Words To Eat By

The surprising stories behind our food names

Forbidden Fruit

Fruit of the fall, but is that fall as in the season or fall as in sin?

Now that summer's officially over (well, not officially, but Labor Day has come and gone, the kids are back in school, and the hazy, hot, and humid days are nearing their end), I think apples. I'm lucky enough to live in a part of the country that's lush with apple orchards and every September my family comes home with bushels of Macouns, McIntoshes, Empires, and Spencers (our personal favorites). But as we're out there, climbing to the highest branches and reaching for the biggest, plumpest, juiciest apples of all, my mind starts wandering, as it's wont to do. Of course I think about all the things I'm going to do with the apples once I get home: apple pie, apple sauce, apple chutney, and the layered sliced-apple cake that's gone before you know it.

As I perch there on a perfectly comfortable branch watching everyone else stretch and strain, I start to wonder too about our national obsession with the fruit. There's Johnny Appleseed, of course, and there's the Big Apple. The computer I'm typing on is called a Mac, and who doesn't know that an apple a day keeps the doctor away? But the more I think, the more I realize that we're hardly alone in our obsession with the apple. Apparently people have always been captivated by the fruit of the fall. But is that fall as in the season or fall as in sin?

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In fact, although I have neither polls nor statistics to back me up, I'm confident that, if I were to ask you what fruit it was that Adam and Eve ate in the Garden of Eden, nine out of ten of you would answer it was an apple. But here's the curious truth: there's no apple in the story. Not a single one. Eve's exact words before she gave in to the wily serpent were, "‘We may eat of the fruit of the trees in the garden; but God said, ‘You shall not eat of the fruit of the tree that is in the middle of the garden, nor shall you touch it, or you shall die.'" All things considered, it seems far more likely that the forbidden fruit would have been a fig, pomegranate, quince, or some other species native to Mesopotamia. Apples, on the other hand, are indigenous to the region of modern-day Kazakhstan. Eve probably wouldn't have recognized an apple if one hit her on the head.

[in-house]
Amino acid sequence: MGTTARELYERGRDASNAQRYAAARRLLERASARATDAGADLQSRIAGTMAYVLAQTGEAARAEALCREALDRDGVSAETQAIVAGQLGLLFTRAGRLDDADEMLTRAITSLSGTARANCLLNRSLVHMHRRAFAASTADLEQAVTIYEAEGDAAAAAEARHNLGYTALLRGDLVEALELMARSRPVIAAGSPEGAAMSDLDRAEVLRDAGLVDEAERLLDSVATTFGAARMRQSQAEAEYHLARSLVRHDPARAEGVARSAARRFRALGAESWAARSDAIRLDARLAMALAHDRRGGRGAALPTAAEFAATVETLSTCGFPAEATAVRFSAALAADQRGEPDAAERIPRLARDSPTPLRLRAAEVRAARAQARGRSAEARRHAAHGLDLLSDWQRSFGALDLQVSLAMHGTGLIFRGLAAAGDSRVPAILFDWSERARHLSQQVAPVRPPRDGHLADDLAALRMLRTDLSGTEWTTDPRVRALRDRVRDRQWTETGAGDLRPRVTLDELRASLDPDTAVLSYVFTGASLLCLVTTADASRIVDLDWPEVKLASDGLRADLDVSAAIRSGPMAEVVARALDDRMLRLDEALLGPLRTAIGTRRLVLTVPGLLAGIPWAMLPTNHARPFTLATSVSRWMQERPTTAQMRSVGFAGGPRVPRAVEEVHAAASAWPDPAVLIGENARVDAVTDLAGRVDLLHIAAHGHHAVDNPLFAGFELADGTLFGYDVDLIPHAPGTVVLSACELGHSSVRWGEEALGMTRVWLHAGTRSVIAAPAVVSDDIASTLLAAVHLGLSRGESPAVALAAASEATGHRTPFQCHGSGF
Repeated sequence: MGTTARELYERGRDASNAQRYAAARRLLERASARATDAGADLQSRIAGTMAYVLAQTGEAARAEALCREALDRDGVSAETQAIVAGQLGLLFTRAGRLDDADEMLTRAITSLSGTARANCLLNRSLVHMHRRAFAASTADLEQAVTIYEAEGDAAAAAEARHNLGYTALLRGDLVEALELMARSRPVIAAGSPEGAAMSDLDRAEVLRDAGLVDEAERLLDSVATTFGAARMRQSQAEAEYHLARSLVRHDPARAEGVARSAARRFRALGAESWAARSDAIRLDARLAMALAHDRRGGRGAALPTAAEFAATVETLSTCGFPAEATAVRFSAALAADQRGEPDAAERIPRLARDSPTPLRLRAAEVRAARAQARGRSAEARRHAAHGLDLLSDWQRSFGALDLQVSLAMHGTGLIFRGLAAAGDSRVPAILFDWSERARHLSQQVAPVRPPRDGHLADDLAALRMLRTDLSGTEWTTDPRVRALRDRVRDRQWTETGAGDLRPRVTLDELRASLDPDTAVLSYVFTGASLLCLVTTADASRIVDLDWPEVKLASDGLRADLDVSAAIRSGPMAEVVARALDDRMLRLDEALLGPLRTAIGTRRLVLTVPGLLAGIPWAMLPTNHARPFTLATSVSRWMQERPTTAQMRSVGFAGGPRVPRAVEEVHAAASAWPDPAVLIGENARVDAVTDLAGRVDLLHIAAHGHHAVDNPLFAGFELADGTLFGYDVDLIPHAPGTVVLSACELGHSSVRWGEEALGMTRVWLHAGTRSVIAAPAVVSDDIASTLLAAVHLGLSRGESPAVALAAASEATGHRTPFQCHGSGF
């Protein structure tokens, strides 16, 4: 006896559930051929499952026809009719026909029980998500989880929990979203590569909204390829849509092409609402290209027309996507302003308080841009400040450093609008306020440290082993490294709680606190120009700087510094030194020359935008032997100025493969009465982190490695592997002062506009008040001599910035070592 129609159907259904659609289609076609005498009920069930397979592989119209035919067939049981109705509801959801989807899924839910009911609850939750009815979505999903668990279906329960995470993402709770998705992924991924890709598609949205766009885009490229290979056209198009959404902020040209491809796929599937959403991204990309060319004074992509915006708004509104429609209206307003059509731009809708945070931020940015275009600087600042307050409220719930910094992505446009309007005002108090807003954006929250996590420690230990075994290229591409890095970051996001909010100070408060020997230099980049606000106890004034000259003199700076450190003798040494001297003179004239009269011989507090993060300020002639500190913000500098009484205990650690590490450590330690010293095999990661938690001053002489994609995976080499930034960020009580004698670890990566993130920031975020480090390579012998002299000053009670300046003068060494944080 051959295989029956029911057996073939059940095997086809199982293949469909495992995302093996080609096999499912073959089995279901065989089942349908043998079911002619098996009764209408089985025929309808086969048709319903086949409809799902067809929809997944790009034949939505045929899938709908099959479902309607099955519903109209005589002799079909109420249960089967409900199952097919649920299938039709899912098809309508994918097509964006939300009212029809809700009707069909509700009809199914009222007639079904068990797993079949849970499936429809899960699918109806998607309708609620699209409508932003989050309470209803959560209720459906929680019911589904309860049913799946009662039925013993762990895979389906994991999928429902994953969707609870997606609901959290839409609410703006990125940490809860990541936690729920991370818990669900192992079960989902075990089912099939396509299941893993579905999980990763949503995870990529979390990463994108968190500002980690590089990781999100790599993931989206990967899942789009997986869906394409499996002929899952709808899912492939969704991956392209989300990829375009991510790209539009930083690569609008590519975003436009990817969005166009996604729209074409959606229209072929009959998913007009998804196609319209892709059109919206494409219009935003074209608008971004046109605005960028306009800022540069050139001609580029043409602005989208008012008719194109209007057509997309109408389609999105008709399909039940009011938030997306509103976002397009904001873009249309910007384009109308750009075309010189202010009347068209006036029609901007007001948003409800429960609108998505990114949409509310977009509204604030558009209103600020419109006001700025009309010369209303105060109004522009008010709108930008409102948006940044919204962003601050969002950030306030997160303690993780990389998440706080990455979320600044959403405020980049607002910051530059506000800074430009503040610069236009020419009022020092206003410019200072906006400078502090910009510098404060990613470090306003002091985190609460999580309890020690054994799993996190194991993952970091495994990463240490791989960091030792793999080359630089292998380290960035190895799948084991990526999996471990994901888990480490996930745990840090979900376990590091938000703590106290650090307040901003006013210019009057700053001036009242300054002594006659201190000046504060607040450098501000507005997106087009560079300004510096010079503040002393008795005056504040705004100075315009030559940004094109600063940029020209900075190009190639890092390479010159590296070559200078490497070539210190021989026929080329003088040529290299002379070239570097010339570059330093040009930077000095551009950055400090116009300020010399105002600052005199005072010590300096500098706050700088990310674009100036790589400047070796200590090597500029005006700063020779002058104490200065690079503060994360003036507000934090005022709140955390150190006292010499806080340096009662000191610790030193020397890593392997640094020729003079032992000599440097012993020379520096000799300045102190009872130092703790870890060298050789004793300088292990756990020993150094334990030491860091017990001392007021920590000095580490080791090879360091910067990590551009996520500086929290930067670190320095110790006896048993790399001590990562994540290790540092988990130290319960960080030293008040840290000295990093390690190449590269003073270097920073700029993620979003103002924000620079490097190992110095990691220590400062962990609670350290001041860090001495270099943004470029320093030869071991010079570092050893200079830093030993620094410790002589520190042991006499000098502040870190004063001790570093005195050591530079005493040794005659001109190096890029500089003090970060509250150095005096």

And yet, for no obvious reason whatsoever, millions of people the world over have automatically assumed the forbidden fruit of Eden to have been an apple. Why?

On the one hand, the assumption is easy to account for. When people think fruit, they all but invariably think of apples, which is why so many exotic new species have historically been considered a type of apple. What do pineapples have to do with apples? And why else would a French potato be a pomme de terre (literally "earth apple") or a German orange an Apfelsine (literally, "Chinese apple")? Perhaps the same habit of identifying all unknown fruits and vegetables as a type of apple is responsible for our faulty assumption.